Berhanu Lenjiso once asked, “Why is it that the non-educated knows Oromo, wears Oromo, speaks Oromo, and practices Oromo better than the educated, almost always?” And he answered, “the educational system always favors those who craft it.”
Unfortunately, Berhanu and many others like him have betrayed these words and become one of the crafters themselves.
The majority of our elite, currently in the realm of influence, is a product of imperial and Derg education systems. Both regimes used education as a powerful tool for assimilation targeting the Oromo.
This was evident in the system’s refusal to register anyone with an Oromo name. Names given by families that hold powerful meaning within their history and are often associated with Hamachiisa (Spiritual naming) were instantly changed to random names that they don’t associate with. This is how the process of assimilation if not dissociation began.
Assimilation efforts did not stop at that but further distanced the educated Oromo from their society. Forcing them, as a result, to become alien to the society they once grew up in. By the end of that process, their clothes, speech patterns, and attitude toward their society changed.
The success of such efforts was seen or rather manifested in political decisions this educated class made and continue to make that were neither centered on the people’s interests nor made in consultation with them. This was reflected in catastrophic decisions made in 1992 and 2018, and as expected the justification for both decisions was not that it was the people’s choice but rather everything else.
Sadly, in this case, the elite class uses people to further their agendas but does not allow them to influence their decision. When they call on people to protest, the people do. When they tell them to resist, the people do. But when victory is in sight, they tell them “it is over”, without the people seeing the results.
The disregard displayed by the elite towards the people they claim to represent is appalling; they watch in silence, while people die, and only speak about their pain when it serves an agenda.
There is an irony in speaking of the obvious, and stating to a grieving mother who buried her son or daughter, that they died, or to an angry father whose child is crippled that his child is crippled without offering solutions.
Extending the Oromo suffering as long as possible and by all means necessary is the way that Oromo elites stay relevant. For them, relevance is nothing more than a seat at the table and interviews at Abyssinian media houses. This is why it is necessary for them to keep people in the dark and dependent on their often late explanations.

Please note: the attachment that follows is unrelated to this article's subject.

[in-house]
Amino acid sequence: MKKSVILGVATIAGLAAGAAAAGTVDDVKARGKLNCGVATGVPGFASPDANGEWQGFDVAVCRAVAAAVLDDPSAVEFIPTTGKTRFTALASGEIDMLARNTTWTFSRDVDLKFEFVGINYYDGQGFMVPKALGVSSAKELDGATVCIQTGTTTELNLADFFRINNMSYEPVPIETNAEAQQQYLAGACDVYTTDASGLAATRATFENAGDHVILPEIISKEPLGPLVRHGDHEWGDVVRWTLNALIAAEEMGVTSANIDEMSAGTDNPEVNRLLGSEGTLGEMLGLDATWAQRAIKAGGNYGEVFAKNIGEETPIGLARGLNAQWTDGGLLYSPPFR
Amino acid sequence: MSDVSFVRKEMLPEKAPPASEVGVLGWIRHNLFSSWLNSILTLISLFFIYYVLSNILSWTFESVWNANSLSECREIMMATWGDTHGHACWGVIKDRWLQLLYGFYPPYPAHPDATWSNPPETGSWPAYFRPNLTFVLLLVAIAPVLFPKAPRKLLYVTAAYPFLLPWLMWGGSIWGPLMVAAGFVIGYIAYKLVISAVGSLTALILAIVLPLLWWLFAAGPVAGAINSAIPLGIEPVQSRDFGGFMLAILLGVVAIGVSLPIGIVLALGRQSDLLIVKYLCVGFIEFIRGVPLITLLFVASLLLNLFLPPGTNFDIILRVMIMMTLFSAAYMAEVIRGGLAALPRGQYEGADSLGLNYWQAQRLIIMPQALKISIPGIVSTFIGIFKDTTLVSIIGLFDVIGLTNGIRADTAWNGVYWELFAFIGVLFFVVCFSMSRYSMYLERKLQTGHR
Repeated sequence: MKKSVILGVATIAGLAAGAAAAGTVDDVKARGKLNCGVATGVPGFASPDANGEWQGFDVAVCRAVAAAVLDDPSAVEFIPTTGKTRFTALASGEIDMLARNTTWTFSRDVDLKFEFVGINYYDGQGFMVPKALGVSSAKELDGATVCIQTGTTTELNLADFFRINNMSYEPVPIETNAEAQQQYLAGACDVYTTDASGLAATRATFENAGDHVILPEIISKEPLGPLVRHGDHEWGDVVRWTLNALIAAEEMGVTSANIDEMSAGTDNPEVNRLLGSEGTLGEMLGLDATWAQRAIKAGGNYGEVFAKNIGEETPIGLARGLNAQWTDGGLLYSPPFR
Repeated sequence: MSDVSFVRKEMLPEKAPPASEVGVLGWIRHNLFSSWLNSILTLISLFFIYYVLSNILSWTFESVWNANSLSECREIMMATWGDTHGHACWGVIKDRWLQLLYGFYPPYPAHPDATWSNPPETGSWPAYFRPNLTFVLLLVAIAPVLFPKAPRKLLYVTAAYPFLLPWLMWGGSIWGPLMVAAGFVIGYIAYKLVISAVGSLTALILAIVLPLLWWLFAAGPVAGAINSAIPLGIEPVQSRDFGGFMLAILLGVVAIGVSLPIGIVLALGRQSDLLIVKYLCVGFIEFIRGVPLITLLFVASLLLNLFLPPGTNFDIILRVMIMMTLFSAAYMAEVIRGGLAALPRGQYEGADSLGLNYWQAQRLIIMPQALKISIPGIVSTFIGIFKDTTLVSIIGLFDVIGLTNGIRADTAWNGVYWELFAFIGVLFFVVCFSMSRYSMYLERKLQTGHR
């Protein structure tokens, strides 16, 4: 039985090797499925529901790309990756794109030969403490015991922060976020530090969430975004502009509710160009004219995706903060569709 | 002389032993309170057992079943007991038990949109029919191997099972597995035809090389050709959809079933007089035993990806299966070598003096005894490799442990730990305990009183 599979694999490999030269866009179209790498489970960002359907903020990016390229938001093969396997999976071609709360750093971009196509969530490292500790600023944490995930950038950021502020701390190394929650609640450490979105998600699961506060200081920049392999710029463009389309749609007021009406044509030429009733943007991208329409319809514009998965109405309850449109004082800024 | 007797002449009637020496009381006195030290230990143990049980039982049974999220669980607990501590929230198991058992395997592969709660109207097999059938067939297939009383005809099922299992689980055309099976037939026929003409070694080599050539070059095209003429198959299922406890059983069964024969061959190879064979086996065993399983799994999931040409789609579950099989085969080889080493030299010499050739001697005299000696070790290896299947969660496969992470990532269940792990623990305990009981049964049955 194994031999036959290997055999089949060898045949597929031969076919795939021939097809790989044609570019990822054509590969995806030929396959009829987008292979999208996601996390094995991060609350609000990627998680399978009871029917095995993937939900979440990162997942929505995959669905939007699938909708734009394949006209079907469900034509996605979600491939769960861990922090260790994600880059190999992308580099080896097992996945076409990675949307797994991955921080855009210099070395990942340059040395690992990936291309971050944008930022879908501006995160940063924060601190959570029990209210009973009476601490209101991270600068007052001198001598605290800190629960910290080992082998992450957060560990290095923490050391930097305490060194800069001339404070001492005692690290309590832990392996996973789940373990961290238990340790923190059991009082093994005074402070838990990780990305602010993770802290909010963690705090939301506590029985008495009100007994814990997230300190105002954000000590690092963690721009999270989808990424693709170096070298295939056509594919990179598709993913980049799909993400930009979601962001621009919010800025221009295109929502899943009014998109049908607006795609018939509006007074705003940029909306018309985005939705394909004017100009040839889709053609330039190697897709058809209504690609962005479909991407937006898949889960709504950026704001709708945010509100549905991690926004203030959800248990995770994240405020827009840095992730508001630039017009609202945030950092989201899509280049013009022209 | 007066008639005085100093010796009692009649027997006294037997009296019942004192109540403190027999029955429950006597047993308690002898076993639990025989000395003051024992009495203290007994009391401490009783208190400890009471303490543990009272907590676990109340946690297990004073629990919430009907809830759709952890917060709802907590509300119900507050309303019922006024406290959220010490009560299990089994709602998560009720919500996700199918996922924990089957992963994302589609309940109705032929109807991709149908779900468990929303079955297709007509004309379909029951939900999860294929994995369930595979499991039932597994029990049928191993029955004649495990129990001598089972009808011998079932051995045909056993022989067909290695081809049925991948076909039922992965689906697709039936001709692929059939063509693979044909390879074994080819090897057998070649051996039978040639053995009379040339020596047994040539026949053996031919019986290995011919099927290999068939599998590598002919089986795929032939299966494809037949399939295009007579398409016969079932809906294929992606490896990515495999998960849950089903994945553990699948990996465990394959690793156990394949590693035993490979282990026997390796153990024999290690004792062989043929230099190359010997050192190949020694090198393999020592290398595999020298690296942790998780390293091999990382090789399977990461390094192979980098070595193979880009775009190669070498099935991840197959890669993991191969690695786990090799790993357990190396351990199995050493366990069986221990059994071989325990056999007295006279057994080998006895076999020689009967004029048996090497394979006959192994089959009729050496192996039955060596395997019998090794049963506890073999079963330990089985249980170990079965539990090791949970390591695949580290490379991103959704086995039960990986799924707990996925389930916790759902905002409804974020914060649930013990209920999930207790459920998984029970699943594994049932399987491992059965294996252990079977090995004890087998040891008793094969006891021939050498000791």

An informed society is feared by this class, because then that society can defend itself. So instead an informed-enough society that understands so little, just to endure excruciating suffering and fight against it, is desirable for this class. This class has a crosscutting understanding that the Oromo must not be informed, and work towards that tirelessly.
The Oromo elite lack vision as they see the Ethiopian empire as a perfect creation and try their hardest to fit in. When they fail to fit in, they opt for the “good Oromo” narrative which serves the empire, often at the expense of Oromos.
This is an untrustworthy class. Deep down saving Ethiopia at any cost, especially to the Oromos’ is the goal; however, they can not advocate that openly and convince the informed-enough Oromo to be on board. So in public, they jump on the Oromo agenda, but behind closed doors, do everything in their power to stonewall the Oromo struggle for independence.
I believe a theory needs to pass a test to be proven either a success or a failure. However, this is not how the Oromo elite does it; instead, they forward a political theory like independence, and before even testing it and debate its failures. The clear manifestation of this is the front runners for Oromo independence fighting over as to who is going to save Ethiopia at the expense of the Oromo.
No shared goal
Another thing Oromo elites lack is a shared goal with the Oromo. They are dissociated, both physically and psychologically. For them, Oromuma (Oromoness) is their past and Oromia is their bargaining chip. For regular Oromos, Oromuma is their identity and independent Oromia is their salvation.
The independence of Oromia is neither illogical nor unachievable. The only thing that stands in its way is the Oromo elite, who are products of the Ethiopian state education systems, are completely detached from the people they claim to represent and do not possess the imagination and ability to envision an independent Oromia.